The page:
Posted in: Religion

Gafatar attack shows the limits of unity in diversity

, ,
Al Makin writes that as long as Indonesians remain a pious people oriented toward religion, new religious movements like Gafatar will continue to emerge. Both the government and Indonesian citizens need to accept this fact. Photo by Jessica Helena Wuysang for Antara.

Interview: Dr Melissa Crouch on religious freedom

, ,
What makes West Java so prone to religious intolerance and violence? And which regulations, if any, need to be reformed to reduce conflict? Indonesia at Melbourne explored these issues with Dr Melissa Crouch, whose book examines religious conflict and the use of the courts by intolerant groups in West Java.

Why do Indonesian women join radical groups?

, ,
Many analyses of women's involvement in fundamentalist groups depict these women as naive victims of more powerful or charismatic men. But as Lies Marcoes explains, young women have distinct political and ideological motives for participating in violent extremist movements. Photo by Armin Hari.

Managing hate speech or muzzling freedom of expression?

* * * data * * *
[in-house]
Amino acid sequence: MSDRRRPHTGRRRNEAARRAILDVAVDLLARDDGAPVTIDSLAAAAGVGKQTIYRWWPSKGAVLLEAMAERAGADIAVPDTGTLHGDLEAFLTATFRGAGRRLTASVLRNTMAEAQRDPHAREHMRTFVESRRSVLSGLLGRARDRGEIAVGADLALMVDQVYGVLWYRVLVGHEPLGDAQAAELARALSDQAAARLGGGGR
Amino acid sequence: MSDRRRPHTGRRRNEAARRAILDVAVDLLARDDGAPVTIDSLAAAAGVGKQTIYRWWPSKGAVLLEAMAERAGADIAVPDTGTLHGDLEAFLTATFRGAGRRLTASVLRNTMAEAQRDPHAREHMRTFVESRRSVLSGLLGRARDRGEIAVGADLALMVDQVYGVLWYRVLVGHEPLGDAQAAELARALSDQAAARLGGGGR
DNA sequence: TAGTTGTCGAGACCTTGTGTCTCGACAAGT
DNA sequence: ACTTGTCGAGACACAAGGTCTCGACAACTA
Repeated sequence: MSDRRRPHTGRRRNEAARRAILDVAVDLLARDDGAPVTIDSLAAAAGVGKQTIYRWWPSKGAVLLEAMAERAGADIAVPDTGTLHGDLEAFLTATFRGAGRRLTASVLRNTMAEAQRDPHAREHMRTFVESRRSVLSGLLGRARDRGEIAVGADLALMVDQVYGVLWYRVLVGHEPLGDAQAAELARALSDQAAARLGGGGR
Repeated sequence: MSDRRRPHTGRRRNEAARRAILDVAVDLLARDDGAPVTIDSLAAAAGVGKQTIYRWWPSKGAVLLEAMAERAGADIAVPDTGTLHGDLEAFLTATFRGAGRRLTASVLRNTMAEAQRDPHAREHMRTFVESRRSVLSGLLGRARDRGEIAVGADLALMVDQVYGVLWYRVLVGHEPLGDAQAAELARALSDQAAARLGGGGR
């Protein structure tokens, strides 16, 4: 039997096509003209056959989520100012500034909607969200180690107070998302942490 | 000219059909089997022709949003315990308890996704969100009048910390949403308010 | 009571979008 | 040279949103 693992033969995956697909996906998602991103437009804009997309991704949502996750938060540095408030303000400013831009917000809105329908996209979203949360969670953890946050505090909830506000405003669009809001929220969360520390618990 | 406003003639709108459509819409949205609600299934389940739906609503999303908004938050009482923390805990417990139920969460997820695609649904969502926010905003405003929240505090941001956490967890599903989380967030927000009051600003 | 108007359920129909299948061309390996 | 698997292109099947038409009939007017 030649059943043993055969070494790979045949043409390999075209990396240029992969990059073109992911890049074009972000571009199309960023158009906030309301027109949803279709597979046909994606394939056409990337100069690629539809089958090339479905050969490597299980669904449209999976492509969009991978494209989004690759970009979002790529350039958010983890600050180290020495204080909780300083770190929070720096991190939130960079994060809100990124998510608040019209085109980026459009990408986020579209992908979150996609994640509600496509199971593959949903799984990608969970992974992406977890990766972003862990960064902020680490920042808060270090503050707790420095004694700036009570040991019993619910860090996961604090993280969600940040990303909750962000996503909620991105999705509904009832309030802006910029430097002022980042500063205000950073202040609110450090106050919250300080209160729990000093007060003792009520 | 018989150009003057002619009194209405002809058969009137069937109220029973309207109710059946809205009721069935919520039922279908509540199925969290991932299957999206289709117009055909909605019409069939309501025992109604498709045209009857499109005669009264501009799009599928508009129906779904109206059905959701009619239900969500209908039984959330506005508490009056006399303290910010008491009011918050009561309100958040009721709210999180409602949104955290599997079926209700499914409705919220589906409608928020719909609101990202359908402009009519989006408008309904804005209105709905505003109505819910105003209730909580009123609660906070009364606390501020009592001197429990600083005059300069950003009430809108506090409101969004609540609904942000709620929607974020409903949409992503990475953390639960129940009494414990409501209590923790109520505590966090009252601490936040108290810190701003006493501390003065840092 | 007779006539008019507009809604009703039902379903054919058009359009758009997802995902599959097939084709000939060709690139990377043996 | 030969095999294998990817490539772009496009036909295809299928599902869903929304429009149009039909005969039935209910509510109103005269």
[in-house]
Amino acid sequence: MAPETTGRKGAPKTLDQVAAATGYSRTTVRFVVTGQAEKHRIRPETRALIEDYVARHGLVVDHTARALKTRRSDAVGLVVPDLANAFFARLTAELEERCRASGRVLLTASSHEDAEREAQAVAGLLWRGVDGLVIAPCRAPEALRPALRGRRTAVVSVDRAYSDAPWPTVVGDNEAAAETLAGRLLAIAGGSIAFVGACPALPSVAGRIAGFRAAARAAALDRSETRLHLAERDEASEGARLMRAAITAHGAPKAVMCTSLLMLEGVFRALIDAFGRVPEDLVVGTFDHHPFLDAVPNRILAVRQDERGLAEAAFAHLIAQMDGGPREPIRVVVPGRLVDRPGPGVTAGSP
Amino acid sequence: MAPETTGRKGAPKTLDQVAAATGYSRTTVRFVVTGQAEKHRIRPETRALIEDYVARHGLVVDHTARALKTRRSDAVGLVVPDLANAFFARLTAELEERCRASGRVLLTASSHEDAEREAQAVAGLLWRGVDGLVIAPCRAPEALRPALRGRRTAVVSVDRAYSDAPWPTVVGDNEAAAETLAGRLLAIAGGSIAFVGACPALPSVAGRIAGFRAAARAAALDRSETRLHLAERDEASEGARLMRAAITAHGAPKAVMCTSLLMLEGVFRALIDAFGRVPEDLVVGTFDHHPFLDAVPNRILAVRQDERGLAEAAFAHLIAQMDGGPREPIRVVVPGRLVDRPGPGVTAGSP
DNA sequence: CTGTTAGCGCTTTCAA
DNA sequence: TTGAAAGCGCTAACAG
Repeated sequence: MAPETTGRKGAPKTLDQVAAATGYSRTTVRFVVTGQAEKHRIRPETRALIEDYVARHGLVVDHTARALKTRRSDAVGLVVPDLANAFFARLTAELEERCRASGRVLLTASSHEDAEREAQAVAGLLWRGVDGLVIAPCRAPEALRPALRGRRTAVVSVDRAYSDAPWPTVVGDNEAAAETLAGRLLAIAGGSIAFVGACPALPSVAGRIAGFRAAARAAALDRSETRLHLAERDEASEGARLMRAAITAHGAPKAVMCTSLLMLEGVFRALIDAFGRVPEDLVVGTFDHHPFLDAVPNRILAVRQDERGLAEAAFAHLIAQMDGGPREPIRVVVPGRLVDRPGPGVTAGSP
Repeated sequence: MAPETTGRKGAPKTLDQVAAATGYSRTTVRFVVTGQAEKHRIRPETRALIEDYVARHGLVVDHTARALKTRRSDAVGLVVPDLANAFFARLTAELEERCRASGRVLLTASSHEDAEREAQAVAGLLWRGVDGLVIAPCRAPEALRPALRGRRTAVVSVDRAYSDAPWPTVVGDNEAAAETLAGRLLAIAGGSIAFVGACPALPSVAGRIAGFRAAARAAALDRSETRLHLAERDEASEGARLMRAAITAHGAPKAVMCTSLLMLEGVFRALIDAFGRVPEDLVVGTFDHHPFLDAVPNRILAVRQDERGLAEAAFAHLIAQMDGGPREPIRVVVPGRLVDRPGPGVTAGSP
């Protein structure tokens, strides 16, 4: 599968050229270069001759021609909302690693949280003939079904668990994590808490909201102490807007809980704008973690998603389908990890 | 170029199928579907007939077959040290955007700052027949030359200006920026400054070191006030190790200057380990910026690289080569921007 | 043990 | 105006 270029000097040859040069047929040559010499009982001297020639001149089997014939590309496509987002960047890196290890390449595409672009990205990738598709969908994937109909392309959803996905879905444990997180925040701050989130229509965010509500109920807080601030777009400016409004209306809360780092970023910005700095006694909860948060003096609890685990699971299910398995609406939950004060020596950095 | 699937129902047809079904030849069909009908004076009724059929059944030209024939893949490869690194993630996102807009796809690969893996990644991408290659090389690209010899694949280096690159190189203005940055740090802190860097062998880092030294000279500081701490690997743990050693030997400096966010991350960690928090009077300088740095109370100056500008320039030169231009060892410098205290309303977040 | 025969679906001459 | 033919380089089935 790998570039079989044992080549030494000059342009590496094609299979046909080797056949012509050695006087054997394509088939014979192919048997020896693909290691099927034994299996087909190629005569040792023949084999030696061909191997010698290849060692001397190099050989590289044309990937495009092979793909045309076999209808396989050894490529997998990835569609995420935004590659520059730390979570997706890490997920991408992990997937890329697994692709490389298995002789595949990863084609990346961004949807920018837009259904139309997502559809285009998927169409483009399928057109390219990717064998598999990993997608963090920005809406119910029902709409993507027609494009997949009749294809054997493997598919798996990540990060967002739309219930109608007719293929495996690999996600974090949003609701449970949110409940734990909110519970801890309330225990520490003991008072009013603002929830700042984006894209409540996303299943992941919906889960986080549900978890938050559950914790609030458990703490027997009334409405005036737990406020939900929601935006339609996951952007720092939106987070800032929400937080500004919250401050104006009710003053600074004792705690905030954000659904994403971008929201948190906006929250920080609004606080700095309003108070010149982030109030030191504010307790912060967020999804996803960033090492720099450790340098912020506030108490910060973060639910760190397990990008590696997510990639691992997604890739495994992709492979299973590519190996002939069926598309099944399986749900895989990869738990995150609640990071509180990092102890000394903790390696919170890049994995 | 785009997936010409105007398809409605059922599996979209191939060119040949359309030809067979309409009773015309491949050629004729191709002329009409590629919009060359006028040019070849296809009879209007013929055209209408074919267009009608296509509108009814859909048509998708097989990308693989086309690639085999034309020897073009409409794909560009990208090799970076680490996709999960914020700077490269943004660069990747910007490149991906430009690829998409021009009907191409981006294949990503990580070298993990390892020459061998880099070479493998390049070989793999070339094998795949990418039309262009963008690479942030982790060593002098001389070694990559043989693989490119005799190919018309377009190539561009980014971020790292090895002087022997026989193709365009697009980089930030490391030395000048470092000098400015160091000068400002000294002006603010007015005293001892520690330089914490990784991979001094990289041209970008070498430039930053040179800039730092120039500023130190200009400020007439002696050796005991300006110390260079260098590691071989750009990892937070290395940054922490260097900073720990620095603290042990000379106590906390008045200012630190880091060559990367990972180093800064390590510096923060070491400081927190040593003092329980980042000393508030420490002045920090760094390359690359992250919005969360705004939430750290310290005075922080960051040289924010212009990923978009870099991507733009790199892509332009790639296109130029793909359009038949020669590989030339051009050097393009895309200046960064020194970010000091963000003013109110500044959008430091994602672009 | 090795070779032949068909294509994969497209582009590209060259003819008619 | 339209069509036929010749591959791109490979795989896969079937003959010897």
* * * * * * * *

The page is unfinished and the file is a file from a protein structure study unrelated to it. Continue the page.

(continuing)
, ,
The release of a police circular on the management of hate speech has sparked fears in some quarters of a return to the restrictions on freedom of expression seen under the New Order. But as Irfan Abubakar writes, if implemented as intended, it could help to prevent religious conflict.

What is Bogor Mayor Bima Arya playing at?

, ,
Bogor Mayor Bima Arya Sugiarto rose to power in 2014 with pledges to eradicate corruption in the civil service, restore order to the city and improve waste management. But as Lies Marcoes writes, over recent months his name has become synonymous with religious intolerance.

Talking Indonesia: is Indonesia an unusual Muslim country?

,
How do Indonesian Muslims' beliefs about Islam affect their political and economic behaviour? Dr Dave McRae explores this issue with Associate Professor Tom Pepinsky in the latest episode of Talking Indonesia. Photo by Dave McRae.

We acknowledge and pay respect to the Traditional Owners of the lands upon which our campuses are situated.

Phone:13 MELB (13 6352) | International: +(61 3) 9035 5511
The University of Melbourne ABN:84 002 705 224
CRICOS Provider Code:00116K (visa information)